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Toilette de Venus

Toilette de Venus, 1958.5.137.
Toilette de Venus, 1958.5.137.

Toilette de Venus, 1866, Narcisse Virgile Diaz de la Peña (French, 1807–1876), Oil on canvas, Bequest of Frederick T. and Valerie K. L. Bonham, 1958.5.137.

Diaz de la Peña was initially seen as an outsider for his unwillingness to “prettify” nature, but was later admired as a leader of the Barbizon school—a group associated with the Forest of Fontainebleau near Paris who shunned convention to create down-to-earth, humble landscapes.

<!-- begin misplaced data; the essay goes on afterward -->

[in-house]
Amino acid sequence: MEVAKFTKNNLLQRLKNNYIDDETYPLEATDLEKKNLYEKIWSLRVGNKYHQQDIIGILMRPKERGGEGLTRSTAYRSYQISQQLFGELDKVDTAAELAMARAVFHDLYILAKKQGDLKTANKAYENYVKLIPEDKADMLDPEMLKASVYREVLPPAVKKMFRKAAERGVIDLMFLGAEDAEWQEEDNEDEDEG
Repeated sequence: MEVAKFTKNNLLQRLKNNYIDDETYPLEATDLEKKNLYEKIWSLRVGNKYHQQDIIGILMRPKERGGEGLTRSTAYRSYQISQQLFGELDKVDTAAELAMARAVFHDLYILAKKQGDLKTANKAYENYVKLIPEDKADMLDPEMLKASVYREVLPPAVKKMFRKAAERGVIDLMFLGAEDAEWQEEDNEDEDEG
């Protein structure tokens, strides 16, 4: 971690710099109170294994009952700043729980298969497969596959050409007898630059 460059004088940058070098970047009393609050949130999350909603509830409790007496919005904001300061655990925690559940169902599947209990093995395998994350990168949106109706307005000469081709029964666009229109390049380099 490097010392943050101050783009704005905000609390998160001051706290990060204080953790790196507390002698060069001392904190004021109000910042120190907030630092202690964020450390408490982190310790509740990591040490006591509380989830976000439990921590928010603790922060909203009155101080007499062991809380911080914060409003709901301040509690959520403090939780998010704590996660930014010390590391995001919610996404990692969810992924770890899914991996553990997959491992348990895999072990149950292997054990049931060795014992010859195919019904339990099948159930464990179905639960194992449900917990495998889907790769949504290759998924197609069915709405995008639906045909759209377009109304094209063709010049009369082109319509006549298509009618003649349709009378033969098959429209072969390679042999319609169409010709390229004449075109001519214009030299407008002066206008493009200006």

Unlike other Barbizon artists, however, de la Peña enhanced the commercial appeal of his paintings by filling them with nudes and mythological subjects like this image of Venus, the goddess of love, drying herself after bathing. Venus was a popular subject in the 1800s, as she allowed artists to introduce eroticism into a work without offending moral sensibilities.

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